Mortgage ripoffs haven’t ended just because the housing bust has. There are still plenty of unscrupulous mortgage brokers who prey on first-time homebuyers.
How can you get ripped off when buying your first home?
According to the U.S. Department of Housing and Urban Development (HUD), tactics scam artists use include:
- Using false appraisals to sell properties for more than they are worth
- Encouraging borrowers to lie about their income, expenses or cash available for down payments
- Lending more money than a borrower can afford to repay
- Charging high interest rates to borrowers based on their race or national origin and not on their credit history
- Charging fees for unnecessary or nonexistent products and services
- Pressuring borrowers to accept higher-risk loans such as balloon loans, interest-only payments and high prepayment penalties
- Presenting different costs or terms at closing than the ones initially presented to borrowers
- Leaving items blank in legal documents
How can you prevent mortgage ripoffs?
Luckily, HUD also has common-sense recommendations to prevent mortgage fraud.
- Attend a homeownership education course offered by a HUD-approved, nonprofit counseling agency.
- Select a real estate agent you can trust. If you don’t know someone local, ask a friend.
- Don’t let anyone convince you to borrow more money than you can repay. If you get behind on your payments, you may lose your house and all the money you put into your property.
- Never sign a blank document or a document containing blanks. Write “N/A” or cross through any blanks. If you don’t, you may still be legally bound by terms written in after you signed.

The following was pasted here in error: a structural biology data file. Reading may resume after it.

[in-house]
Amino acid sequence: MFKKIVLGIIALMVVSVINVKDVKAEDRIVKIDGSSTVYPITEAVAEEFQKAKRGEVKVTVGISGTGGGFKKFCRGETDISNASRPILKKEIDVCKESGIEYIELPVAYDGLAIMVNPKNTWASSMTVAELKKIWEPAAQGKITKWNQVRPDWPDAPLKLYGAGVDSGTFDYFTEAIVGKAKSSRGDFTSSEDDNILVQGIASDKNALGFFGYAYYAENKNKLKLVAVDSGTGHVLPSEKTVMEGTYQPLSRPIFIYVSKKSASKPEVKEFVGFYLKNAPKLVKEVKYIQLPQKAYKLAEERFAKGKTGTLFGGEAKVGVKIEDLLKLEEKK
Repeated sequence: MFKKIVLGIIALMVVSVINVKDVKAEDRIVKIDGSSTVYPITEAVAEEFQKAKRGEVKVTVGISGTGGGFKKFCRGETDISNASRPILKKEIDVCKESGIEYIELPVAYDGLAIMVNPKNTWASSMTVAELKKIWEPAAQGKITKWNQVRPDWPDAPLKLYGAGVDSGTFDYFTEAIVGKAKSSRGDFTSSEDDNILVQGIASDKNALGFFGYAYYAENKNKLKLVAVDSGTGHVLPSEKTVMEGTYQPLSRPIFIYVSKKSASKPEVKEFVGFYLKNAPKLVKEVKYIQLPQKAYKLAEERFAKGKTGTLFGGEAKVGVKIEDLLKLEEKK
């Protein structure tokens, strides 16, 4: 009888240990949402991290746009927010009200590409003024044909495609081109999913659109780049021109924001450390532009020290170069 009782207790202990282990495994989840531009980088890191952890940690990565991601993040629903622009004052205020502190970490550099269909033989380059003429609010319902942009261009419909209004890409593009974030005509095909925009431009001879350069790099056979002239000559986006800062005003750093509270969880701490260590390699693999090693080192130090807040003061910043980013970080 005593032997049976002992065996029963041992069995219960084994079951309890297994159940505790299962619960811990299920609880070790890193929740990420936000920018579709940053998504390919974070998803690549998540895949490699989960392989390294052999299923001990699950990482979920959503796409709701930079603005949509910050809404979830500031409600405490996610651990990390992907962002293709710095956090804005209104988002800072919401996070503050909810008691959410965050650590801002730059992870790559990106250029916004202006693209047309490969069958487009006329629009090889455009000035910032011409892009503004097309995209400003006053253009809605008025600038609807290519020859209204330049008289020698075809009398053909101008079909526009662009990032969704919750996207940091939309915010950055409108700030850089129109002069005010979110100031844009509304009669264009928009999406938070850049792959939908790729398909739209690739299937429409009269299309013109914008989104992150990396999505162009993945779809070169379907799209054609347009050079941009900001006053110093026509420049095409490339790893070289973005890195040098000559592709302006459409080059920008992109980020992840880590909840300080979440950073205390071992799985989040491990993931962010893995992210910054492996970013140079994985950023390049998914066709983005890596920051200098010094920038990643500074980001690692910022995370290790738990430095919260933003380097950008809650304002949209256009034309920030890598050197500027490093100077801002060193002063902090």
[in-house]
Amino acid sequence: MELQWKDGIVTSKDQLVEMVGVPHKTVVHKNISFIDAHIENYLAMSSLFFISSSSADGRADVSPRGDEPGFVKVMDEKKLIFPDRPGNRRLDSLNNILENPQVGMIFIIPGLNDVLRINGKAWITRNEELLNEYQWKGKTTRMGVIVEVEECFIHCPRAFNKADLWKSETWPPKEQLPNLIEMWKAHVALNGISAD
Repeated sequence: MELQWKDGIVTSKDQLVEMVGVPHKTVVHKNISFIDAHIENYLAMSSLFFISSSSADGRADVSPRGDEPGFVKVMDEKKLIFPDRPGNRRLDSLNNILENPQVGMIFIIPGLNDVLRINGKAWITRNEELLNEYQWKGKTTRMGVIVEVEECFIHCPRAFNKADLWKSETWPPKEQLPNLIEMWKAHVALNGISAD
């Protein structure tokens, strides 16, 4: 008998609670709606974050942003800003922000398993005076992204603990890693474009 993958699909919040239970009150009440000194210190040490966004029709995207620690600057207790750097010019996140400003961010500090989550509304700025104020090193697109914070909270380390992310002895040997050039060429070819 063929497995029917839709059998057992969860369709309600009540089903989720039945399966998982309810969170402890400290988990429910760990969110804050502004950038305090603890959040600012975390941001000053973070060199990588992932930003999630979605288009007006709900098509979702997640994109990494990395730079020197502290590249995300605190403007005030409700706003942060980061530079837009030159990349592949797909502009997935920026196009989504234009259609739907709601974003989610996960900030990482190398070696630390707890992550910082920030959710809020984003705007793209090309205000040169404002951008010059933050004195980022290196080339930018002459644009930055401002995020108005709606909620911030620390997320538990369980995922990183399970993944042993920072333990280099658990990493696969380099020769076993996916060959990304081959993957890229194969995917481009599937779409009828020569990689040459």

- Don’t pay too much for your home. Ask your realtor for a home comparison or go to the Mercer County Auditor’s property search site.
- Use a home inspector. If repairs must be made before the sale, document whether you or the seller must make the repairs.
- Ask questions if you don’t understand something. You can ask your realtor or your local banker. Don’t sign anything you don’t understand.
- Don’t let anyone persuade you to make a false statement on your loan application, such as overstating your income, understating your debts, or lying about the source of your down payment. Lying on a mortgage application is illegal.
What other actions should you take before taking out a mortgage loan?
Avoiding unscrupulous mortgage brokers is only part of the process of buying a home.
Your home is probably the biggest purchase—and perhaps the longest commitment—you will ever make. Do your homework.
Try these suggestions by Mercer Savings to make your home-buying process easier.
To learn more, and to find out why residents of Celina, Ft. Recovery, and Greenville have been choosing Mercer Savings Bank for mortgage loans for more than 125 years, contact us today.